"When I went in there, the women were in their beds with sheets over their heads; they wouldn't even get up, and didn't want to talk with anyone," Reverend Anne Schlesinger, pastor of Wesley United Methodist Church in Bakersfield, California said after visiting the Mesa Verde Immigration and Customs Enforcement (ICE) Detention Center. "The stories that come out of there are horrible."
Wesley UMC is located just 4.4 miles from the detention center, less than a 10-minute drive away.
The church is part of the Faith In Kern program which "does all kinds of things," Schlesinger says. "We work with politicians to get concerns heard; we protest, hold prayer vigils, and meet with people in front of the ICE center."
The detention center holds up to 400 detainees. "It's a lot of people, but we do what we can," Schlesinger adds.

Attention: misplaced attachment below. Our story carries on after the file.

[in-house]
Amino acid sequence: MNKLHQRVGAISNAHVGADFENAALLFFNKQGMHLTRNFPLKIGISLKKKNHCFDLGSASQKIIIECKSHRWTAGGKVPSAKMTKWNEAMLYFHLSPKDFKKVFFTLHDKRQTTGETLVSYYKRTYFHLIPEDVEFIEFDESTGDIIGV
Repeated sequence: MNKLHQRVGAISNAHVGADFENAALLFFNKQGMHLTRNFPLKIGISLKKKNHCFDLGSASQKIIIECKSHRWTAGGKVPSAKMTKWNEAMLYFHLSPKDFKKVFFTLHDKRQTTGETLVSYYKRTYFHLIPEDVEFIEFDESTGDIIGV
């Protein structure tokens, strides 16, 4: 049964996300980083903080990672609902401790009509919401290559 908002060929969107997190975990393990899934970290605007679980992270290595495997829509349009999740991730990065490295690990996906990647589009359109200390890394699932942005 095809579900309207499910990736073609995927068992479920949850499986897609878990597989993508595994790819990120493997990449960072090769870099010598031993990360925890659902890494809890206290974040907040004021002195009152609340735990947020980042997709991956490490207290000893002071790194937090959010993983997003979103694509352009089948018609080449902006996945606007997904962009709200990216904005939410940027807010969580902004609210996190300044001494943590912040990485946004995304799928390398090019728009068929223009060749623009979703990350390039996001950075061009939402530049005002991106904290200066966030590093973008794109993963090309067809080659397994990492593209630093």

She describes an incident three months ago in which an older gentlemen, who had been on medical care, was deported before he finished his followup services. "We had a news conference in front of the ICE center."
Another time, Schlesinger protested the separation of families on the border in front of Congressman Kevin McCarthy’s office.
"One of the people we were praying for and visiting regularly got granted asylum. They were from Cameroon and didn't speak Spanish." The Republic of Cameroon is a country in Central Africa that is experiencing conflict due to the Central African Republic Civil War (2013-present), the Boko Haram insurgency (2014-present), and the Anglophone Crisis (2017-present) in which more than 1,000 people have been killed (as of June 2019).
The current ministry outreach team consists of four people, each of whom sets aside specific time to visit and pray for individuals. They are currently praying for another incarcerated person from the Republic of Cameroon.
The church has been in ministry to detainees for more than five years.